Last October, in an announcement with major implications for rural America, the nation’s two major digital satellite television service providers announced plans to merge. Since then, debate has raged over whether the merger would benefit consumers or should be stopped by federal officials.
If the plan is approved by state and federal authorities, EchoStar Communications, which operates the DISH network, would merge with Hughes Electronics, which operates DIRECTV. The combined company would start with more than 16.7 million subscribers, about 91 percent of the satellite television market, though only 17 percent of the pay-television market, which includes both satellite and cable delivery.
Important for rural America
The merger of EchoStar and DIRECTV would allow the companies to pool their licenses and bandwidth to provide local network channels, something currently possible in only 40 television markets. The combined company would be able to offer local channels in over 100 markets.
The merger is also important to rural America because it promises to expand access to broadband data services. Less than 5 percent of small towns and rural communities now have access to broadband via digital subscriber lines (DSL) or cable operators. Broadband means faster, more reliable, “always on” access to the Internet, with such applications for farming as field-specific weather, crop modeling, pest alerts, prescriptive irrigation scheduling, and real-time exchange of in-field conditions and remote sensing data.
In a statement announcing the merger plan, EchoStar Chairman and Chief Executive Officer Charles Ergen said the merger would result in “cost savings from the elimination of costly duplicate satellite bandwidth and infrastructure” and enable satellite television “to compete more effectively against the dominant U.S. cable and broadband providers.” The combined company would “increase significantly the number of markets served with local channels via satellite, provide additional channel offerings, increase high-definition TV (HDTV) offerings, accelerate the introduction of next-generation high-speed Internet services, and offer nationwide competitive prices.”
According to Ergen, “Together, EchoStar’s DISH Network and Hughes’ DIRECTV can provide a range of services that would bridge the ‘digital divide’—providing high-speed broadband solutions to consumers and businesses. Importantly, these services would be available in rural areas otherwise far from the information superhighway at rates which the company is prepared to assure regulators would be competitive.”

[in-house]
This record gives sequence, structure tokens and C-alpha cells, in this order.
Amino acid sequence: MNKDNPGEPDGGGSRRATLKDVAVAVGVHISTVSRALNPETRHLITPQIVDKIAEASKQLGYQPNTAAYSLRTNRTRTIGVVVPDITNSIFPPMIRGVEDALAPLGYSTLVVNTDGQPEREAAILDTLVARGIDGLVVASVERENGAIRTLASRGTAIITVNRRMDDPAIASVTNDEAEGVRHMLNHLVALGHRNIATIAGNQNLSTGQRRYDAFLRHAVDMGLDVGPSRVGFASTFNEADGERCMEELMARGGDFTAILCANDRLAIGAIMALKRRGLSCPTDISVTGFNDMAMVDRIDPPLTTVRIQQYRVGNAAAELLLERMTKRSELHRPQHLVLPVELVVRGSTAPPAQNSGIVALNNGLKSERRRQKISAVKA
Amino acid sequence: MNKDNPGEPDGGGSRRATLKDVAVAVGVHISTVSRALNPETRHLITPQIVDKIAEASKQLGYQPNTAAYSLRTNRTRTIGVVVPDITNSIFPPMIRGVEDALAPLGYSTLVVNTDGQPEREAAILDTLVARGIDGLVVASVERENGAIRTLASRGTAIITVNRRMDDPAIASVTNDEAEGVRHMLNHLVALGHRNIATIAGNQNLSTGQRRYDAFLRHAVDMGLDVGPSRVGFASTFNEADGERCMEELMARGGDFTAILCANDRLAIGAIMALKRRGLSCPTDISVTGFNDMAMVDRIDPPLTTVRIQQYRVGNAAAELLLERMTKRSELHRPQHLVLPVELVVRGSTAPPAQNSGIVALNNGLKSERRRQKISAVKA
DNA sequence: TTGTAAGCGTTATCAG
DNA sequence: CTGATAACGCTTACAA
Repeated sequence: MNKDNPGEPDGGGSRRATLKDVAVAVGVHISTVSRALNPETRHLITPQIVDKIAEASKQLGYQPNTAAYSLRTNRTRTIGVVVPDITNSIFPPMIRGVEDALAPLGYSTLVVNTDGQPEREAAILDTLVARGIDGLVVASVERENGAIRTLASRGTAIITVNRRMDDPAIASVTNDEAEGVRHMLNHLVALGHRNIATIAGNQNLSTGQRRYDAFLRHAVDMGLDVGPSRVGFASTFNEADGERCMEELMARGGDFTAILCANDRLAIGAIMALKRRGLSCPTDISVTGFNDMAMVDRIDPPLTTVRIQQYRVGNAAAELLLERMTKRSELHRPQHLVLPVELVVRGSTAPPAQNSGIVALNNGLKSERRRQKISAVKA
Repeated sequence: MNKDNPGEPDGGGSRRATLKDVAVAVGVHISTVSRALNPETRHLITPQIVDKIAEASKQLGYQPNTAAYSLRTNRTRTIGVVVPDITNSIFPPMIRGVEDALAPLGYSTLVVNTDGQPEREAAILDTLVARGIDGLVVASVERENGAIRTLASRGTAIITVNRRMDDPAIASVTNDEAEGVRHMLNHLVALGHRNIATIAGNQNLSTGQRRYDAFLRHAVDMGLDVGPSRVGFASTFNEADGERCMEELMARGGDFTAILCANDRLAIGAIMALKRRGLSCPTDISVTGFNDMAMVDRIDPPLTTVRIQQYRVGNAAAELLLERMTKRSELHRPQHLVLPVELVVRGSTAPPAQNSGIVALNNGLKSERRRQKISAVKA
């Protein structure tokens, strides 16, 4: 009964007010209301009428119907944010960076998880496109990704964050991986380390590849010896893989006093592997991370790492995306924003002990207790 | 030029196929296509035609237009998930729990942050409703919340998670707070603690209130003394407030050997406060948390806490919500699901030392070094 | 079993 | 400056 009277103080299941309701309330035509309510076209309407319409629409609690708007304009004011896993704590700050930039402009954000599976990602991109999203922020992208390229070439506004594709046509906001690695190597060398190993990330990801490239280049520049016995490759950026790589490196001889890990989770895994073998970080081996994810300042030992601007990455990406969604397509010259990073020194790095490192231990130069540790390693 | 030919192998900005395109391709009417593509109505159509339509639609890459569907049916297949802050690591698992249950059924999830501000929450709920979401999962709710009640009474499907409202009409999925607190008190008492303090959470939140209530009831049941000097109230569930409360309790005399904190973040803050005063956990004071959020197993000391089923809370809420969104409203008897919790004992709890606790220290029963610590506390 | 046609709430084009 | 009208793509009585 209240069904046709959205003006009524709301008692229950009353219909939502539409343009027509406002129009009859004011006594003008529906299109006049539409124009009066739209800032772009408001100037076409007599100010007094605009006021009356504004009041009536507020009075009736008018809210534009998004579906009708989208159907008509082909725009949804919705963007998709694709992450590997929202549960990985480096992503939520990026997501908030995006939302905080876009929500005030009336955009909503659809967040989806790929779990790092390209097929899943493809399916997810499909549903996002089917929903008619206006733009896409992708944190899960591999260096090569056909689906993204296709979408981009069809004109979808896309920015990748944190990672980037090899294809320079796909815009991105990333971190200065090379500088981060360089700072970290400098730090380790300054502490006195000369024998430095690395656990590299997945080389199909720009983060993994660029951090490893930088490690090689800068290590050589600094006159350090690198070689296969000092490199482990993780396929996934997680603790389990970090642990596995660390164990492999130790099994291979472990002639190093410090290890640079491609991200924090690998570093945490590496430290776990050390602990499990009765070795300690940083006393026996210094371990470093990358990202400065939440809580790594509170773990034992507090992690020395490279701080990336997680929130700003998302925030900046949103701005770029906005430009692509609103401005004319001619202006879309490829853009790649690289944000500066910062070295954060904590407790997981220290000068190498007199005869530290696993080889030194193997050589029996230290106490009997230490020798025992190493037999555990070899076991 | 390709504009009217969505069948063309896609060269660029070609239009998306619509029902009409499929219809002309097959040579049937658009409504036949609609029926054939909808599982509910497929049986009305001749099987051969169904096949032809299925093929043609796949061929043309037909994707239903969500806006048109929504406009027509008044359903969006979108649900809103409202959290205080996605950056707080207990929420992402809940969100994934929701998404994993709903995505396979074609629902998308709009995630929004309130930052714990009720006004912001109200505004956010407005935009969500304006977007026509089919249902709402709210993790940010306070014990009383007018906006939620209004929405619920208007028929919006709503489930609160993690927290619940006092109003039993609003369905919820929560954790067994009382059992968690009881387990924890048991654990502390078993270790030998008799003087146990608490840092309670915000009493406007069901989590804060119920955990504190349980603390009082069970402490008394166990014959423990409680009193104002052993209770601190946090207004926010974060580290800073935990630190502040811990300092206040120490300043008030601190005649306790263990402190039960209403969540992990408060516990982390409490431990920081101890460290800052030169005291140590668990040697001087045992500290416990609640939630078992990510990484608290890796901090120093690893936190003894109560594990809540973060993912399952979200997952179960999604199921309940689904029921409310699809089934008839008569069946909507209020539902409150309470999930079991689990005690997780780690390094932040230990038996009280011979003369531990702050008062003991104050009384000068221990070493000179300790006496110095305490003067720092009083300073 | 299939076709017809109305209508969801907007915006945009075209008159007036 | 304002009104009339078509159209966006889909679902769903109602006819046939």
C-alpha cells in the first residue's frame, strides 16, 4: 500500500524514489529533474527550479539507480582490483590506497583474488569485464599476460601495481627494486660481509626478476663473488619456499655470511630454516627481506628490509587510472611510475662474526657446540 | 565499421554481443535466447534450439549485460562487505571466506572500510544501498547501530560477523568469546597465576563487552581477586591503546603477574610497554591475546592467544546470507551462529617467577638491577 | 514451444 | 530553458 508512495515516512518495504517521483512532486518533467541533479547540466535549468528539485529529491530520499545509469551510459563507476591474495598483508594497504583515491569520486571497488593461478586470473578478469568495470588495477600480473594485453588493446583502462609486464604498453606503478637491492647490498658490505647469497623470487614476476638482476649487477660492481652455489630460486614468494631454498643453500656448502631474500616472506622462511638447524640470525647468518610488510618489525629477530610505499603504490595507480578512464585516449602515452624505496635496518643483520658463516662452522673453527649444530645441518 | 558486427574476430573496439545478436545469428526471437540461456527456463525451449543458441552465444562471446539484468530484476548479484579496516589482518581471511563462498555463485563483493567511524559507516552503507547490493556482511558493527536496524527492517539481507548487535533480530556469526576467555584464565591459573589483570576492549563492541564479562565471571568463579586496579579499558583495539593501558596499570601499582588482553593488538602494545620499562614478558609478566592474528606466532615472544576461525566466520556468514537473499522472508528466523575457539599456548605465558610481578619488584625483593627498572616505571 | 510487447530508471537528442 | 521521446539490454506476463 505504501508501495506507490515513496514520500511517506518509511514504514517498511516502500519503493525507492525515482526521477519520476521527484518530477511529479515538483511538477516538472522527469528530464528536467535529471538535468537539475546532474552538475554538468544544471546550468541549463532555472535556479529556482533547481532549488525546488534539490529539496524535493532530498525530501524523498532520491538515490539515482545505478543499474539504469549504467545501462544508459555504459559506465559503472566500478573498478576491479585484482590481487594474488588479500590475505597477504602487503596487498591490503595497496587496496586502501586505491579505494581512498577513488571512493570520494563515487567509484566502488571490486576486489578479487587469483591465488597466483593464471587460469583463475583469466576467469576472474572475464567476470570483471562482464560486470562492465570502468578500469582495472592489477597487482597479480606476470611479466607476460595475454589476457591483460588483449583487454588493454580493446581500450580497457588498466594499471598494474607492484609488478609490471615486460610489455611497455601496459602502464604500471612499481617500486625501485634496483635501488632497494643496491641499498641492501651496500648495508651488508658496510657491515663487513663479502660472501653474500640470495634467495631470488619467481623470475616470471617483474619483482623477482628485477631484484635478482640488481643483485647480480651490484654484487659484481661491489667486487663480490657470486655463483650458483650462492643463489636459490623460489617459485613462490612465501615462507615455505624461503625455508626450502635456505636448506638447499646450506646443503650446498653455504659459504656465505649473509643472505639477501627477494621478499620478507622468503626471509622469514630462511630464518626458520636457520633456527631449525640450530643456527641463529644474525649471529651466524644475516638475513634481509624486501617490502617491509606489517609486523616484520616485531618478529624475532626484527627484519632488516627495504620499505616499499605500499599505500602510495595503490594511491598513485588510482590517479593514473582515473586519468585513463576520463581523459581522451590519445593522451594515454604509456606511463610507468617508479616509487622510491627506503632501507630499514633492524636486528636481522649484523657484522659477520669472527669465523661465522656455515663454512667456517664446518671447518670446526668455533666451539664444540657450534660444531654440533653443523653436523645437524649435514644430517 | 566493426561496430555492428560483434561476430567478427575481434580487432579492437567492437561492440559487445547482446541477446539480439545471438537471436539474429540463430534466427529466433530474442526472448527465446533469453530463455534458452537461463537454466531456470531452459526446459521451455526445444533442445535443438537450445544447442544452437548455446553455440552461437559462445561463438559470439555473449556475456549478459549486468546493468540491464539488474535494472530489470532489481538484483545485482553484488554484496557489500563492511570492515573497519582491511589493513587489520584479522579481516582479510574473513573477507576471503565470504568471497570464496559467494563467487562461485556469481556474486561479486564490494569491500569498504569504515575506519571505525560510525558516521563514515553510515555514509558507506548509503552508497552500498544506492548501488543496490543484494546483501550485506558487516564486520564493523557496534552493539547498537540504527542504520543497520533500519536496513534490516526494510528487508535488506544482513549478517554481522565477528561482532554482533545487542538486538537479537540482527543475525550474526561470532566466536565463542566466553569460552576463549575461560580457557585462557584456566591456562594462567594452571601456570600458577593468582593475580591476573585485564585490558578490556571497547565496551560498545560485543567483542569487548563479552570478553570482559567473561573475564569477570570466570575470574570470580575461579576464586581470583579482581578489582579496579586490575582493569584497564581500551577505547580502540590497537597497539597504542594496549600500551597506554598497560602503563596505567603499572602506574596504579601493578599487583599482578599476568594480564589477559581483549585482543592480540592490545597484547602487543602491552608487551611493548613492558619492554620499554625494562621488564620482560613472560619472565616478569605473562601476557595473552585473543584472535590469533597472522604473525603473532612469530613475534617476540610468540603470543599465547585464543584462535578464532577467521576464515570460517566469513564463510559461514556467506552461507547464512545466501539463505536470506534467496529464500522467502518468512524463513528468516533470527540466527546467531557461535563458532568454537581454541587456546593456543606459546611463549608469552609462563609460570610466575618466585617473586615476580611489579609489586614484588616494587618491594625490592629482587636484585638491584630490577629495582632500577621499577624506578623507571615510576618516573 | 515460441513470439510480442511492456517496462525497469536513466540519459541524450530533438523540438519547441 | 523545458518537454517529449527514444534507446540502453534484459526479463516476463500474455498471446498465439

Opponents of the merger observe it would reduce the number of options available to many consumers from three (EchoStar’s DISH Network, DIRECTV, and cable) to only two (DIRECTV or cable). They contend the merger would give the new company excessive market power against competitors and the ability to raise prices to captive customers.
Rupert Murdoch’s News Corporation and groups allied with or funded by the company are leading a lobbying effort to have the Department of Justice and Federal Communications Commission halt the merger on antitrust grounds. Murdoch’s News Corporation sells programming, such as Fox News and FX, to both cable and satellite operators. The merger is expected to give News Corporation less leverage in negotiating distribution deals. Murdoch also bid against EchoStar for DIRECTV and lost.
Also opposing the deal is the “Western Caucus,” a bipartisan coalition of members of Congress representing primarily Western and rural districts. According to a letter sent to U.S. Attorney General John Ashcroft and Michael Powell, chairman of the Federal Communications Commission, the group’s members “have grave concerns that such a merger may increase costs and decrease options for our constituents who want” direct broadcast satellite television service. “The result for rural America,” they write, “will be a monopoly with essentially no hope for future entrants.”